- heat is a form of energy
- heat content depends on the mass of the matter, the matter itself, and the temperature at which the matter is held
Therefore, we can say that heat is a form of energy, heat transfer can occur, and heat is also a function of temperature.
As defined earlier, heat transfer occurs from a point with higher temperature, to another point of lower temperature.
This happens as the point with higher temperature, with higher particle kinetic energy, will transmit the energy, to the point with lower kinetic energy, i.e. lower temperature.
Well, you don’t see stationary billiard balls "pull" in the cue ball. You see the cue ball with high speed impacting the stationary balls.
Similarly, you don’t feel the stationary soccer ball physically pulling your foot to do penalty kick. The ball takes in your foot’s high speed impact and gains speed.
In short, particle’s kinetic energy, which is closely related to temperature, is transferred from a larger value, to a lower value.
This explains why heat transfer occurs from a higher temperature, to a lower temperature.
If temperature has increased for a matter, then we say - it gained heat.
Example is in evaporation and boiling or refrigerant.
If the reverse happens we would say it lost heat.
My favourite example is condensation of refrigerant.
But, higher temperature does not necessarily mean higher heat:
Yes, we should not be confused between heat, and temperature.
Heat is energy contained by a specific mass of matter, at a temperature. It is a combination of all three elements.
Whereas, temperature is more of a localised measure of the kinetic energy of a matter’s particles.
A drop of Refrigerant 134a at 1 oC (33.8 oF) will give the same temperature reading as a bulk of Refrigerant 134a at 1 oC (33.8 oF).
However, the drop will boil much much quicker than the bulk, as energy required from warmer air is lower, due to the small mass. The bulk will take a longer time to boil, as there is a lot of mass to deal with.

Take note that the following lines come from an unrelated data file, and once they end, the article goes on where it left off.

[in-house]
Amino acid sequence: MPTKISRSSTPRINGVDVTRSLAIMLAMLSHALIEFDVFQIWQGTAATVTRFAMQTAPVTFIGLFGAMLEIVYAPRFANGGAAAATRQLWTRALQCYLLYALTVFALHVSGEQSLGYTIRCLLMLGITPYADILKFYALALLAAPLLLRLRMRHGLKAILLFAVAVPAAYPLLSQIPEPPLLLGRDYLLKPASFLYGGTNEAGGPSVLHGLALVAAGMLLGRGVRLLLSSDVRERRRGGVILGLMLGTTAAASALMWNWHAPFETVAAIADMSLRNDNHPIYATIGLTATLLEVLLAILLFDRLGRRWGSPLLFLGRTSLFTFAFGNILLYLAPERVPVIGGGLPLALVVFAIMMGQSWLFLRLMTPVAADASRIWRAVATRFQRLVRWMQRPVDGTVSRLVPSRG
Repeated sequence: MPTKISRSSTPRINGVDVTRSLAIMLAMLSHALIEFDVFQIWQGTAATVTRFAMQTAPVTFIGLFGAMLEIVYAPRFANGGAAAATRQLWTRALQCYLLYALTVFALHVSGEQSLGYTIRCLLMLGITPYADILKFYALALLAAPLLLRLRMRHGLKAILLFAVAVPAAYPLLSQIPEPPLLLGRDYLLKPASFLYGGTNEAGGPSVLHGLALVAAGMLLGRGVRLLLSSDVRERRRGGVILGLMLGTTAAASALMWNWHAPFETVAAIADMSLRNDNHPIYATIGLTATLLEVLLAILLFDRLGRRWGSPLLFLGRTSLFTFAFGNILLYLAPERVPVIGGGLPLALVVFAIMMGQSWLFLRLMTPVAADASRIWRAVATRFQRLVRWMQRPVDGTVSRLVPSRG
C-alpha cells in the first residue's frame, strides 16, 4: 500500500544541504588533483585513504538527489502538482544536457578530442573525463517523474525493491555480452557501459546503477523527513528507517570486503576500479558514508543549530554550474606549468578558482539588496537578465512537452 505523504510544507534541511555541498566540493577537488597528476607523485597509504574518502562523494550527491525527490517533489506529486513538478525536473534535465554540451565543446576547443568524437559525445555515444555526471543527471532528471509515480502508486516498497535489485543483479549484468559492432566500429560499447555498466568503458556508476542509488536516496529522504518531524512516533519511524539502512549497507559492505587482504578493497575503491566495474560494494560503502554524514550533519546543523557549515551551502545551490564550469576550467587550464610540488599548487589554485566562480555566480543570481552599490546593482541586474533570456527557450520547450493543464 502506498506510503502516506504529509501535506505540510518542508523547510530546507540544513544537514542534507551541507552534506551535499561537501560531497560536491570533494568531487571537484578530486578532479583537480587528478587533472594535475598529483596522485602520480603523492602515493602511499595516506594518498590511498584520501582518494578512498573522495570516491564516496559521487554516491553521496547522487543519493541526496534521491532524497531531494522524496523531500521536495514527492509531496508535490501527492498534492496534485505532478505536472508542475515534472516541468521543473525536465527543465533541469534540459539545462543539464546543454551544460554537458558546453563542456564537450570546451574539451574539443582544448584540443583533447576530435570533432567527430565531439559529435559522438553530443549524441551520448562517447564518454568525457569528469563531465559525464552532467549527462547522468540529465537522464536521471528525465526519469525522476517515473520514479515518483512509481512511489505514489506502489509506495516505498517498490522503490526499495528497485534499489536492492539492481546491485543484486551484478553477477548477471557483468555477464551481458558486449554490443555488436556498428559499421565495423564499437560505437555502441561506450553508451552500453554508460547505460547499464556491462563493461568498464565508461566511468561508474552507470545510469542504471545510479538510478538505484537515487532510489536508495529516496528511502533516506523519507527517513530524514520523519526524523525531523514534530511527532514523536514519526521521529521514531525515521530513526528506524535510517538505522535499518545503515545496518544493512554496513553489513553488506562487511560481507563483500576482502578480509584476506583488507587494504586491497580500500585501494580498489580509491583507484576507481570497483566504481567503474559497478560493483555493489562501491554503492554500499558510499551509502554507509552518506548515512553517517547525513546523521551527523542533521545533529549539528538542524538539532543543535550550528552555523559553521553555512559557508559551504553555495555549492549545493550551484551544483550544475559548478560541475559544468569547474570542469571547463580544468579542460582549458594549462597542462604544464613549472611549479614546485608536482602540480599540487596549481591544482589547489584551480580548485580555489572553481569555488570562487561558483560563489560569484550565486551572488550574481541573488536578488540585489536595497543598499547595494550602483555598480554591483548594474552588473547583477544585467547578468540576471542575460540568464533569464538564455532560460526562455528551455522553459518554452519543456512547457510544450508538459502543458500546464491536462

Reaching equilibrium in heat transfer:
|Consider a glass, half filled with water at 20 oC (68 oF).|
Then put in some more water at 1 oC (33.8 oF).
You wont see the water go down in temperature to 1 oC (33.8 oF). You wont also see the water stay at 20 oC (68 oF).
In fact, the heat transfer between the water will occur and reduce the temperature to a new point, in between those two temperatures. Now, this new temperature value will be,
- closer to 20 oC (68 oF) if, the original water is more than the added water
- closer to 1 oC (33.8 oF) if otherwise occurs
- at mid point between 20 oC (68 oF) and 1 oC (33.8 oF), if the amount added is the same as the original amount
The example explains that equilibrium temperature of two materials subject to heat transfer, depends on the mass, and the type of material (if the materials are different).
Heat transfer application in our air conditioners:
Air conditioners work through,
to initiate boiling by heat transfer from warmer air, at the evaporator.
This process of heat transfer happens continuously until equilibrium temperature reached between the evaporator, and the room.
And that equilibrium is reached by removing heat from your space, thus reducing the air temperature.
|A room with low temperature is also known as, the COOL ZONE.|
As long as there is a cooler zone, and warmer zone, heat transfer will continue to happen. It’s like, a never ending destiny.